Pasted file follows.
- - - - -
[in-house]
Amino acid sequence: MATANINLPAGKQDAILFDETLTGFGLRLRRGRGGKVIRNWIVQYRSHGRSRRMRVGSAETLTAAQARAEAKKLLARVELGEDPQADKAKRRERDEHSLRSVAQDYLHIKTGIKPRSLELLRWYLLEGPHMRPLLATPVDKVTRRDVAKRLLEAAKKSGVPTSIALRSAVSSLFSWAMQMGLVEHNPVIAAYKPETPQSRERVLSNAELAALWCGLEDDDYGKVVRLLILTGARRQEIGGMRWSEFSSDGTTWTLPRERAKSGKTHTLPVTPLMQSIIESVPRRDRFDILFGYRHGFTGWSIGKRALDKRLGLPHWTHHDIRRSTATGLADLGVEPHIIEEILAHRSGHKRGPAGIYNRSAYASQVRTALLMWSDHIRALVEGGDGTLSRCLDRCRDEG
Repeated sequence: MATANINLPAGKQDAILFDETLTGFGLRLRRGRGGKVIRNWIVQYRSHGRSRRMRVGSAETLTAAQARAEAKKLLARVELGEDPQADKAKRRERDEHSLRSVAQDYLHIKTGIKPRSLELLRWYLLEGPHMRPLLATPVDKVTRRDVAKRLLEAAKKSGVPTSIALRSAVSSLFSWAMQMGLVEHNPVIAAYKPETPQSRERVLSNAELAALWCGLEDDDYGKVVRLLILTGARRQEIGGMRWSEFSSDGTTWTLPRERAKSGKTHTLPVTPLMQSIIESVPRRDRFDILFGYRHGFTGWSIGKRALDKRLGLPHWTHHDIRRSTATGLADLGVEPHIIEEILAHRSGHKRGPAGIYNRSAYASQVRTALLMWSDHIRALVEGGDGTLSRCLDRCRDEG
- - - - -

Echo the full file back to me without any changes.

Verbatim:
[in-house]
Amino acid sequence: MATANINLPAGKQDAILFDETLTGFGLRLRRGRGGKVIRNWIVQYRSHGRSRRMRVGSAETLTAAQARAEAKKLLARVELGEDPQADKAKRRERDEHSLRSVAQDYLHIKTGIKPRSLELLRWYLLEGPHMRPLLATPVDKVTRRDVAKRLLEAAKKSGVPTSIALRSAVSSLFSWAMQMGLVEHNPVIAAYKPETPQSRERVLSNAELAALWCGLEDDDYGKVVRLLILTGARRQEIGGMRWSEFSSDGTTWTLPRERAKSGKTHTLPVTPLMQSIIESVPRRDRFDILFGYRHGFTGWSIGKRALDKRLGLPHWTHHDIRRSTATGLADLGVEPHIIEEILAHRSGHKRGPAGIYNRSAYASQVRTALLMWSDHIRALVEGGDGTLSRCLDRCRDEG
Repeated sequence: MATANINLPAGKQDAILFDETLTGFGLRLRRGRGGKVIRNWIVQYRSHGRSRRMRVGSAETLTAAQARAEAKKLLARVELGEDPQADKAKRRERDEHSLRSVAQDYLHIKTGIKPRSLELLRWYLLEGPHMRPLLATPVDKVTRRDVAKRLLEAAKKSGVPTSIALRSAVSSLFSWAMQMGLVEHNPVIAAYKPETPQSRERVLSNAELAALWCGLEDDDYGKVVRLLILTGARRQEIGGMRWSEFSSDGTTWTLPRERAKSGKTHTLPVTPLMQSIIESVPRRDRFDILFGYRHGFTGWSIGKRALDKRLGLPHWTHHDIRRSTATGLADLGVEPHIIEEILAHRSGHKRGPAGIYNRSAYASQVRTALLMWSDHIRALVEGGDGTLSRCLDRCRDEG